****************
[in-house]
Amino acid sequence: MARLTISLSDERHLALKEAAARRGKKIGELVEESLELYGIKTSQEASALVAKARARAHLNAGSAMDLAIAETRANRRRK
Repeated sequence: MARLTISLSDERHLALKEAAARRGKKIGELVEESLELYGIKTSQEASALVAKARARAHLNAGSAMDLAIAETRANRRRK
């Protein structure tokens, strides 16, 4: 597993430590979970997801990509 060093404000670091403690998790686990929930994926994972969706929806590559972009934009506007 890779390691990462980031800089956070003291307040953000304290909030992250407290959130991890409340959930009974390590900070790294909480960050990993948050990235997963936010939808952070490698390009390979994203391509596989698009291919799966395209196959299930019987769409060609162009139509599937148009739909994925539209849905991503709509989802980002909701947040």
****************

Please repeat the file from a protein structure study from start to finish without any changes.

[in-house]
Amino acid sequence: MARLTISLSDERHLALKEAAARRGKKIGELVEESLELYGIKTSQEASALVAKARARAHLNAGSAMDLAIAETRANRRRK
Repeated sequence: MARLTISLSDERHLALKEAAARRGKKIGELVEESLELYGIKTSQEASALVAKARARAHLNAGSAMDLAIAETRANRRRK
């Protein structure tokens, strides 16, 4: 597993430590979970997801990509 060093404000670091403690998790686990929930994926994972969706929806590559972009934009506007 890779390691990462980031800089956070003291307040953000304290909030992250407290959130991890409340959930009974390590900070790294909480960050990993948050990235997963936010939808952070490698390009390979994203391509596989698009291919799966395209196959299930019987769409060609162009139509599937148009739909994925539209849905991503709509989802980002909701947040």